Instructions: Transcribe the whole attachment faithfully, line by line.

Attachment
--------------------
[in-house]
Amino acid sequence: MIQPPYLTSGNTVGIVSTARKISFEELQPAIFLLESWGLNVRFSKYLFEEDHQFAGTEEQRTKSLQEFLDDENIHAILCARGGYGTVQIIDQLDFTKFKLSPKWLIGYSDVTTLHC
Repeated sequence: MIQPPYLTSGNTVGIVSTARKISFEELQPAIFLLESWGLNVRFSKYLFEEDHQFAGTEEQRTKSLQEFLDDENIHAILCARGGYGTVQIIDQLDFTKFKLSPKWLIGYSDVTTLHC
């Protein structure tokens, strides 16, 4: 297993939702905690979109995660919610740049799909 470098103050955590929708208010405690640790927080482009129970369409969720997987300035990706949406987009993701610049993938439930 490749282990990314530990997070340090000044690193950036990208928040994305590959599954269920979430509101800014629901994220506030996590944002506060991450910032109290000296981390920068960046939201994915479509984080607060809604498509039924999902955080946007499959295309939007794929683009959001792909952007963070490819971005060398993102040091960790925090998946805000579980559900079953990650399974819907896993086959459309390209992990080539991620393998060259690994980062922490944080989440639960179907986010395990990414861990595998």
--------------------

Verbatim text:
[in-house]
Amino acid sequence: MIQPPYLTSGNTVGIVSTARKISFEELQPAIFLLESWGLNVRFSKYLFEEDHQFAGTEEQRTKSLQEFLDDENIHAILCARGGYGTVQIIDQLDFTKFKLSPKWLIGYSDVTTLHC
Repeated sequence: MIQPPYLTSGNTVGIVSTARKISFEELQPAIFLLESWGLNVRFSKYLFEEDHQFAGTEEQRTKSLQEFLDDENIHAILCARGGYGTVQIIDQLDFTKFKLSPKWLIGYSDVTTLHC
């Protein structure tokens, strides 16, 4: 297993939702905690979109995660919610740049799909 470098103050955590929708208010405690640790927080482009129970369409969720997987300035990706949406987009993701610049993938439930 490749282990990314530990997070340090000044690193950036990208928040994305590959599954269920979430509101800014629901994220506030996590944002506060991450910032109290000296981390920068960046939201994915479509984080607060809604498509039924999902955080946007499959295309939007794929683009959001792909952007963070490819971005060398993102040091960790925090998946805000579980559900079953990650399974819907896993086959459309390209992990080539991620393998060259690994980062922490944080989440639960179907986010395990990414861990595998």